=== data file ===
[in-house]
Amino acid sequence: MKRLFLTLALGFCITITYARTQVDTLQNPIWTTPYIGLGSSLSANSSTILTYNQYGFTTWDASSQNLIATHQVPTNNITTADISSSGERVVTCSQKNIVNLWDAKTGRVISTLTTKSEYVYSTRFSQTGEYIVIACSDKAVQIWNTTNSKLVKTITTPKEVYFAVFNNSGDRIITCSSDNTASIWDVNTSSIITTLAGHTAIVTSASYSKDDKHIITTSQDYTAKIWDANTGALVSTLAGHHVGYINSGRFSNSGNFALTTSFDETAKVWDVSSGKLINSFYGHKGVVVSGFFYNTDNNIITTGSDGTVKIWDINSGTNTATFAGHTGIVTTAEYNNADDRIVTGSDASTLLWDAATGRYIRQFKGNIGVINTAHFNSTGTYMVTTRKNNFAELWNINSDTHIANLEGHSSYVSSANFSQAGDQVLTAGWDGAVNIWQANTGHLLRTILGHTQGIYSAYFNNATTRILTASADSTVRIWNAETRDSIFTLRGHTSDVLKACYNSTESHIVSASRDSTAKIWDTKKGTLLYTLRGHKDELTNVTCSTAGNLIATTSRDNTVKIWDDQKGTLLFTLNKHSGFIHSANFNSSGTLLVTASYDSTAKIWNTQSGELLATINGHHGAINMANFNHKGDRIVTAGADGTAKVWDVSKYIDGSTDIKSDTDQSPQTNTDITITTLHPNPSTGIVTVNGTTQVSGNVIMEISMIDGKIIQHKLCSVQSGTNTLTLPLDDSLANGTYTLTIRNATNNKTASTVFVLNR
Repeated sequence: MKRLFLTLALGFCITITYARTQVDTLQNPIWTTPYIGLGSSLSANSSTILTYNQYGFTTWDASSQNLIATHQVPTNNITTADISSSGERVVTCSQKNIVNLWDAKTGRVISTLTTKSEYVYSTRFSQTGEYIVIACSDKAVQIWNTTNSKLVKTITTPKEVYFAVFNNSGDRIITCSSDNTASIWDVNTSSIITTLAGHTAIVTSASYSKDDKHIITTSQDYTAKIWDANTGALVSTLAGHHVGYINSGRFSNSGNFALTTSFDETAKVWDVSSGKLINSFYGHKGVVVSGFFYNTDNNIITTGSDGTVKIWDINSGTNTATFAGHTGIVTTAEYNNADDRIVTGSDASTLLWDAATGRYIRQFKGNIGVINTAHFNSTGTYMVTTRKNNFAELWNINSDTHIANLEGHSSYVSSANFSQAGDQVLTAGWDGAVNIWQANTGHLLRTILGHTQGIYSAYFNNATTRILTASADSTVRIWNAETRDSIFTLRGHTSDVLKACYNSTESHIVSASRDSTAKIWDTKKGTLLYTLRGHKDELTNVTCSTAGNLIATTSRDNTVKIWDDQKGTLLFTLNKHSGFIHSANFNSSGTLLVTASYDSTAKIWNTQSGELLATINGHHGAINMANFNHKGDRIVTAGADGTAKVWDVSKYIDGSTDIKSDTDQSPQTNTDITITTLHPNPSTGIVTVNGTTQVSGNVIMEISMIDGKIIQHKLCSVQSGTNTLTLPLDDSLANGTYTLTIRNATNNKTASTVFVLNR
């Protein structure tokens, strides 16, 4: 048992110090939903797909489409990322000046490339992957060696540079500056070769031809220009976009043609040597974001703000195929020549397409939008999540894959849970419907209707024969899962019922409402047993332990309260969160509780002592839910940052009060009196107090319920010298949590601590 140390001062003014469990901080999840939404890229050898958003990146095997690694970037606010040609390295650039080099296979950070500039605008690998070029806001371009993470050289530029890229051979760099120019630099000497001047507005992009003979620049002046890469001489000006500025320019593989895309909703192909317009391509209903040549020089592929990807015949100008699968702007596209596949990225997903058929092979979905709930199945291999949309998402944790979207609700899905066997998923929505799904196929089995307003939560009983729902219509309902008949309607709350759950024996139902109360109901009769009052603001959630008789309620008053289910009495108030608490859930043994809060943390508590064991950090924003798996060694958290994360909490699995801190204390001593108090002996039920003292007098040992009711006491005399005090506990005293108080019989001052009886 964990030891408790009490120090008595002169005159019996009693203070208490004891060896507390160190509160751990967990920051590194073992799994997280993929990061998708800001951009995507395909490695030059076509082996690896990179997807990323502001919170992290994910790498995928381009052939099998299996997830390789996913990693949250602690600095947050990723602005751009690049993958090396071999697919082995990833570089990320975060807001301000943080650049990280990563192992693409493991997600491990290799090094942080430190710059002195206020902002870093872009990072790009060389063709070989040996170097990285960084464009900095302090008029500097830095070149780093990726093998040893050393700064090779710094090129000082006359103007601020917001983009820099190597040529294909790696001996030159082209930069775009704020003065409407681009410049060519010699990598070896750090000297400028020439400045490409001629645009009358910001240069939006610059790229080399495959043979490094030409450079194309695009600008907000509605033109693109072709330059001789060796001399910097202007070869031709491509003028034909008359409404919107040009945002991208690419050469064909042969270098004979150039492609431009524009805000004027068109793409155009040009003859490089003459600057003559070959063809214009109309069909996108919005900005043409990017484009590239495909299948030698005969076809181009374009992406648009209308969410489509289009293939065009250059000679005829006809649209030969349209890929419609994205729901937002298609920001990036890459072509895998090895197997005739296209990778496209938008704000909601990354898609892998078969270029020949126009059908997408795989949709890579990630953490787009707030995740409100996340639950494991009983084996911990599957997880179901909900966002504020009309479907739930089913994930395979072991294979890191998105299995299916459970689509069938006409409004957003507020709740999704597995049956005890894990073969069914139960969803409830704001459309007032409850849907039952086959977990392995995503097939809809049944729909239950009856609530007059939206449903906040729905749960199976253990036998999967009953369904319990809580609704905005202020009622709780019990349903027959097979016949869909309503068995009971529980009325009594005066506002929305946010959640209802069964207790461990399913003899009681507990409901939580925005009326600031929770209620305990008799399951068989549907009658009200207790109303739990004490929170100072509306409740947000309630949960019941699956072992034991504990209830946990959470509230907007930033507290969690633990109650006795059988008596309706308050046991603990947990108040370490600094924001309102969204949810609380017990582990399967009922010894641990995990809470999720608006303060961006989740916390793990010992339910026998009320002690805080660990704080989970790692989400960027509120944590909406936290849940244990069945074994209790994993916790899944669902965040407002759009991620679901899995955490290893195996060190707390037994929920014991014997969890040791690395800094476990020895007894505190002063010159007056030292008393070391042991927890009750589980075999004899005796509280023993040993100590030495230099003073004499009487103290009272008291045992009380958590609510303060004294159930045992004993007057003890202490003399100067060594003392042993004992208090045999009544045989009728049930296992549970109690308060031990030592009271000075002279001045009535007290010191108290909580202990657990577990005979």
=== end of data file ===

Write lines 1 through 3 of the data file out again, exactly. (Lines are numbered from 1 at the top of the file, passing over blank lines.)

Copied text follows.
[in-house]
Amino acid sequence: MKRLFLTLALGFCITITYARTQVDTLQNPIWTTPYIGLGSSLSANSSTILTYNQYGFTTWDASSQNLIATHQVPTNNITTADISSSGERVVTCSQKNIVNLWDAKTGRVISTLTTKSEYVYSTRFSQTGEYIVIACSDKAVQIWNTTNSKLVKTITTPKEVYFAVFNNSGDRIITCSSDNTASIWDVNTSSIITTLAGHTAIVTSASYSKDDKHIITTSQDYTAKIWDANTGALVSTLAGHHVGYINSGRFSNSGNFALTTSFDETAKVWDVSSGKLINSFYGHKGVVVSGFFYNTDNNIITTGSDGTVKIWDINSGTNTATFAGHTGIVTTAEYNNADDRIVTGSDASTLLWDAATGRYIRQFKGNIGVINTAHFNSTGTYMVTTRKNNFAELWNINSDTHIANLEGHSSYVSSANFSQAGDQVLTAGWDGAVNIWQANTGHLLRTILGHTQGIYSAYFNNATTRILTASADSTVRIWNAETRDSIFTLRGHTSDVLKACYNSTESHIVSASRDSTAKIWDTKKGTLLYTLRGHKDELTNVTCSTAGNLIATTSRDNTVKIWDDQKGTLLFTLNKHSGFIHSANFNSSGTLLVTASYDSTAKIWNTQSGELLATINGHHGAINMANFNHKGDRIVTAGADGTAKVWDVSKYIDGSTDIKSDTDQSPQTNTDITITTLHPNPSTGIVTVNGTTQVSGNVIMEISMIDGKIIQHKLCSVQSGTNTLTLPLDDSLANGTYTLTIRNATNNKTASTVFVLNR
Repeated sequence: MKRLFLTLALGFCITITYARTQVDTLQNPIWTTPYIGLGSSLSANSSTILTYNQYGFTTWDASSQNLIATHQVPTNNITTADISSSGERVVTCSQKNIVNLWDAKTGRVISTLTTKSEYVYSTRFSQTGEYIVIACSDKAVQIWNTTNSKLVKTITTPKEVYFAVFNNSGDRIITCSSDNTASIWDVNTSSIITTLAGHTAIVTSASYSKDDKHIITTSQDYTAKIWDANTGALVSTLAGHHVGYINSGRFSNSGNFALTTSFDETAKVWDVSSGKLINSFYGHKGVVVSGFFYNTDNNIITTGSDGTVKIWDINSGTNTATFAGHTGIVTTAEYNNADDRIVTGSDASTLLWDAATGRYIRQFKGNIGVINTAHFNSTGTYMVTTRKNNFAELWNINSDTHIANLEGHSSYVSSANFSQAGDQVLTAGWDGAVNIWQANTGHLLRTILGHTQGIYSAYFNNATTRILTASADSTVRIWNAETRDSIFTLRGHTSDVLKACYNSTESHIVSASRDSTAKIWDTKKGTLLYTLRGHKDELTNVTCSTAGNLIATTSRDNTVKIWDDQKGTLLFTLNKHSGFIHSANFNSSGTLLVTASYDSTAKIWNTQSGELLATINGHHGAINMANFNHKGDRIVTAGADGTAKVWDVSKYIDGSTDIKSDTDQSPQTNTDITITTLHPNPSTGIVTVNGTTQVSGNVIMEISMIDGKIIQHKLCSVQSGTNTLTLPLDDSLANGTYTLTIRNATNNKTASTVFVLNR